The Tame Valley Wetlands has a wide variety of habitats that host a rich diversity of wildlife and rare species. In 2017, the area was designated as Warwickshire, Coventry and Solihull’s first Nature Improvement Area (NIA).
This regionally important river corridor is home to some of the most important wildlife sites in the Midlands. It is also a vital north-south migration route, providing essential resting and feeding places for hundreds of migrating birds.
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Whitacre Heath nature reserve is a Site of Special Scientific Interest. The 44 hectare site features pools, woodland and wet grassland and is formed from old sand and gravel workings.
Kingsbury Water Park is the jewel in the crown of Warwickshire’s Country Parks. The 250 hectare site features a diverse range of habitats, including meadows, woodlands, lakes and pools.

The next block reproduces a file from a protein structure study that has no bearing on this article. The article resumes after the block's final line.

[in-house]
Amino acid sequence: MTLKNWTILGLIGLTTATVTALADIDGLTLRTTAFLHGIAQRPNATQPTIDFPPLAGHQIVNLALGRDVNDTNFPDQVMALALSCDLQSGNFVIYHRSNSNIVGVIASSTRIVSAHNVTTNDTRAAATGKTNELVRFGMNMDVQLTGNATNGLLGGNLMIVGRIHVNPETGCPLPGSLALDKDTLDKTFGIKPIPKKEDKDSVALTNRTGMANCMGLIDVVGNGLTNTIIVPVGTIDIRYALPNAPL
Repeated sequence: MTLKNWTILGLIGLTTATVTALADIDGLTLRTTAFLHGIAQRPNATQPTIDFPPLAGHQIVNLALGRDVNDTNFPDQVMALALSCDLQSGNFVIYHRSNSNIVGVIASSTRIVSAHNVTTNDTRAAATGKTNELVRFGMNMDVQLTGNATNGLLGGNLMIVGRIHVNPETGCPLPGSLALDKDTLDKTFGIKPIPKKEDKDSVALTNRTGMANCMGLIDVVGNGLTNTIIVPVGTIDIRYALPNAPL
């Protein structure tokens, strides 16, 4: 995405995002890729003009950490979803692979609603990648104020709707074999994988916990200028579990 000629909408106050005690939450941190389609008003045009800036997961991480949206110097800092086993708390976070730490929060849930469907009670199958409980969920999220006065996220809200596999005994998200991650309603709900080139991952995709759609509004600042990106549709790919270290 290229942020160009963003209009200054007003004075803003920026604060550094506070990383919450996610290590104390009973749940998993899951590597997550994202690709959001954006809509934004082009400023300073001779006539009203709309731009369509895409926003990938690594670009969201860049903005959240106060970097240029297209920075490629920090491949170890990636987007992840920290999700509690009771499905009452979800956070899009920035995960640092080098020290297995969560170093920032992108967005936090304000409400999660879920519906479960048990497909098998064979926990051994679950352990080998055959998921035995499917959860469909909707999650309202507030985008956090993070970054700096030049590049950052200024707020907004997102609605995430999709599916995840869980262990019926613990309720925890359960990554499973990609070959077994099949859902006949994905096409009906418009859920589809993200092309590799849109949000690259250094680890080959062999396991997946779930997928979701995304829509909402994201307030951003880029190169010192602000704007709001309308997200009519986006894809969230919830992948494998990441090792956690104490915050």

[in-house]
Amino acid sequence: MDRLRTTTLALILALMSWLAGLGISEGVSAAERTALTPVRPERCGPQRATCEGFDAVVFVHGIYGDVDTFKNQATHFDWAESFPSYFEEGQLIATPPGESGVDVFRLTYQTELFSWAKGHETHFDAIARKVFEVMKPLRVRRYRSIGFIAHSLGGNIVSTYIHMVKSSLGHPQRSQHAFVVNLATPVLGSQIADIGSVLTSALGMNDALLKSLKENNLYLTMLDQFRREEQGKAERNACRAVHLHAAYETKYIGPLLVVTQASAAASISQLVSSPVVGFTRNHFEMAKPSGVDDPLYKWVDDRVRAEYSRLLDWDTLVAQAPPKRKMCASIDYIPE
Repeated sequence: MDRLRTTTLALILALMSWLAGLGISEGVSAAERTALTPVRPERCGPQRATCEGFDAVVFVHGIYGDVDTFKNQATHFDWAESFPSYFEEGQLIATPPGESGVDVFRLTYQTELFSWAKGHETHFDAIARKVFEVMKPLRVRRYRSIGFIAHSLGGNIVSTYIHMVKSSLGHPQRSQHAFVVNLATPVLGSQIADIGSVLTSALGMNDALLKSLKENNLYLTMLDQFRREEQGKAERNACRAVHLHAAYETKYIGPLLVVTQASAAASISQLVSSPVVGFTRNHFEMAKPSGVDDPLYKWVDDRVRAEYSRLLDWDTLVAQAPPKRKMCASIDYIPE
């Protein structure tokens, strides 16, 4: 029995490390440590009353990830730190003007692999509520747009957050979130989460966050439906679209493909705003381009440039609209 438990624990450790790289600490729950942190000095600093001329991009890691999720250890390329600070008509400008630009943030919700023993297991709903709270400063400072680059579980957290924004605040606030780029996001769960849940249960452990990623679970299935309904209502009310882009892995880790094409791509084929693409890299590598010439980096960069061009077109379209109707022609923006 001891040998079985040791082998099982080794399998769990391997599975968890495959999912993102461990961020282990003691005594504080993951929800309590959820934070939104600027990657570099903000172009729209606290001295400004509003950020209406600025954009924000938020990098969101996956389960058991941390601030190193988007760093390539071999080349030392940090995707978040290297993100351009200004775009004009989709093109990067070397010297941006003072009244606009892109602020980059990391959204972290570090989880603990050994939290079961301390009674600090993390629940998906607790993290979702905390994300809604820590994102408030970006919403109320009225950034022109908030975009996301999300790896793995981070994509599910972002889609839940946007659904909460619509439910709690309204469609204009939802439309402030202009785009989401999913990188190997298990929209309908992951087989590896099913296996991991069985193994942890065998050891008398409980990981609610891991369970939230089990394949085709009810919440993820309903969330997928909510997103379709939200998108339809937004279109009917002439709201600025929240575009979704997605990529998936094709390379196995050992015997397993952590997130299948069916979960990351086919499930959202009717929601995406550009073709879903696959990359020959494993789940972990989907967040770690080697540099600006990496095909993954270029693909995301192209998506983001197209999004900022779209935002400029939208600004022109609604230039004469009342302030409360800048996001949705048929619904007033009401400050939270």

Ladywalk Reserve sits in a loop formed by the River Tame. This reserve is an integral part of the important wildlife area known as the Tame Valley Wetlands.
The 61-acre Broad Meadow is sited on an island between the two channels of the River Tame at Tamworth.
Lea Marston is a series of three lakes created by the Environment Agency (EA) from former gravel extraction pits. The lakes are of regional significance for winter wildfowl populations.
Shustoke Reservoir was built in the 1880s to supply clean drinking water to Birmingham's rapidly expanding population.
Just south of Tamworth lies Middleton Lakes, one of the RSPB's largest nature reserves and a haven for people and wildlife.
Tameside Nature Reserve is a river-side reserve on the edge of Tamworth.